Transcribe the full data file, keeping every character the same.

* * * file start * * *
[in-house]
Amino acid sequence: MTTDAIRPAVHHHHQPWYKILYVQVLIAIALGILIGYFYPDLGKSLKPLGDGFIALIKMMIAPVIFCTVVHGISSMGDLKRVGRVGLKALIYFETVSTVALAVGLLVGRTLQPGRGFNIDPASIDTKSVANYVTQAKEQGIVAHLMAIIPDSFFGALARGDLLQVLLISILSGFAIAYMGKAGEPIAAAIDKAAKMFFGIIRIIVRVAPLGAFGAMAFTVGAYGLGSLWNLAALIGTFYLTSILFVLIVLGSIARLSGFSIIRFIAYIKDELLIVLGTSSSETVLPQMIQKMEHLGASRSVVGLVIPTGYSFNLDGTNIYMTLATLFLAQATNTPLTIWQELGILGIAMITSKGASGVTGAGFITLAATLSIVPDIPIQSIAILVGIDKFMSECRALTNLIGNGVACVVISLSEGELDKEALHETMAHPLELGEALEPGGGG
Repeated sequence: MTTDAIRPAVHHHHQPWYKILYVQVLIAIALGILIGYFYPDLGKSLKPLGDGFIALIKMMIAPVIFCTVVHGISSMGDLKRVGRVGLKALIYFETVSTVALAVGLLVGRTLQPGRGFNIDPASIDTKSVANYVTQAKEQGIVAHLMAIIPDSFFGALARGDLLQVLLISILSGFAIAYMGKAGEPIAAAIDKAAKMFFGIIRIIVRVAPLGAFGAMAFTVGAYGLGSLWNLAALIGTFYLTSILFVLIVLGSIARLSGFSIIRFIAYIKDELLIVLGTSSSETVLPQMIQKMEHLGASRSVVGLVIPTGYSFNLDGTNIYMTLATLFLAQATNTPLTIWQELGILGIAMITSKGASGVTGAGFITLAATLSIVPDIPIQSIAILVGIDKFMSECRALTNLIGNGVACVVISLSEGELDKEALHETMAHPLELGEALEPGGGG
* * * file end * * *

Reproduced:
[in-house]
Amino acid sequence: MTTDAIRPAVHHHHQPWYKILYVQVLIAIALGILIGYFYPDLGKSLKPLGDGFIALIKMMIAPVIFCTVVHGISSMGDLKRVGRVGLKALIYFETVSTVALAVGLLVGRTLQPGRGFNIDPASIDTKSVANYVTQAKEQGIVAHLMAIIPDSFFGALARGDLLQVLLISILSGFAIAYMGKAGEPIAAAIDKAAKMFFGIIRIIVRVAPLGAFGAMAFTVGAYGLGSLWNLAALIGTFYLTSILFVLIVLGSIARLSGFSIIRFIAYIKDELLIVLGTSSSETVLPQMIQKMEHLGASRSVVGLVIPTGYSFNLDGTNIYMTLATLFLAQATNTPLTIWQELGILGIAMITSKGASGVTGAGFITLAATLSIVPDIPIQSIAILVGIDKFMSECRALTNLIGNGVACVVISLSEGELDKEALHETMAHPLELGEALEPGGGG
Repeated sequence: MTTDAIRPAVHHHHQPWYKILYVQVLIAIALGILIGYFYPDLGKSLKPLGDGFIALIKMMIAPVIFCTVVHGISSMGDLKRVGRVGLKALIYFETVSTVALAVGLLVGRTLQPGRGFNIDPASIDTKSVANYVTQAKEQGIVAHLMAIIPDSFFGALARGDLLQVLLISILSGFAIAYMGKAGEPIAAAIDKAAKMFFGIIRIIVRVAPLGAFGAMAFTVGAYGLGSLWNLAALIGTFYLTSILFVLIVLGSIARLSGFSIIRFIAYIKDELLIVLGTSSSETVLPQMIQKMEHLGASRSVVGLVIPTGYSFNLDGTNIYMTLATLFLAQATNTPLTIWQELGILGIAMITSKGASGVTGAGFITLAATLSIVPDIPIQSIAILVGIDKFMSECRALTNLIGNGVACVVISLSEGELDKEALHETMAHPLELGEALEPGGGG